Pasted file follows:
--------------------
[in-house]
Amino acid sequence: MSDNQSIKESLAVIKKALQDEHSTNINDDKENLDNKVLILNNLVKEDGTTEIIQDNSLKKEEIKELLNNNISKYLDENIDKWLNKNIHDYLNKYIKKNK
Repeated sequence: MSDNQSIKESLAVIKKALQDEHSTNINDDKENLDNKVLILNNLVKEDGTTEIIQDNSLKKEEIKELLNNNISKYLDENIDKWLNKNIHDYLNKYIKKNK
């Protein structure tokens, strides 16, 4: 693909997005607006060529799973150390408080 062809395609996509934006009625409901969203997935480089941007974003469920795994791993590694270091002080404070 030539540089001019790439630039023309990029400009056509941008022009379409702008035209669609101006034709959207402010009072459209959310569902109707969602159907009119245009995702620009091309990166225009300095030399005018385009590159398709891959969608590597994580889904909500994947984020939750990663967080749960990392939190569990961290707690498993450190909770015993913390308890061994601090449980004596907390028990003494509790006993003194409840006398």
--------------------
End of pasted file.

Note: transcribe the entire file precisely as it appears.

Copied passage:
[in-house]
Amino acid sequence: MSDNQSIKESLAVIKKALQDEHSTNINDDKENLDNKVLILNNLVKEDGTTEIIQDNSLKKEEIKELLNNNISKYLDENIDKWLNKNIHDYLNKYIKKNK
Repeated sequence: MSDNQSIKESLAVIKKALQDEHSTNINDDKENLDNKVLILNNLVKEDGTTEIIQDNSLKKEEIKELLNNNISKYLDENIDKWLNKNIHDYLNKYIKKNK
């Protein structure tokens, strides 16, 4: 693909997005607006060529799973150390408080 062809395609996509934006009625409901969203997935480089941007974003469920795994791993590694270091002080404070 030539540089001019790439630039023309990029400009056509941008022009379409702008035209669609101006034709959207402010009072459209959310569902109707969602159907009119245009995702620009091309990166225009300095030399005018385009590159398709891959969608590597994580889904909500994947984020939750990663967080749960990392939190569990961290707690498993450190909770015993913390308890061994601090449980004596907390028990003494509790006993003194409840006398």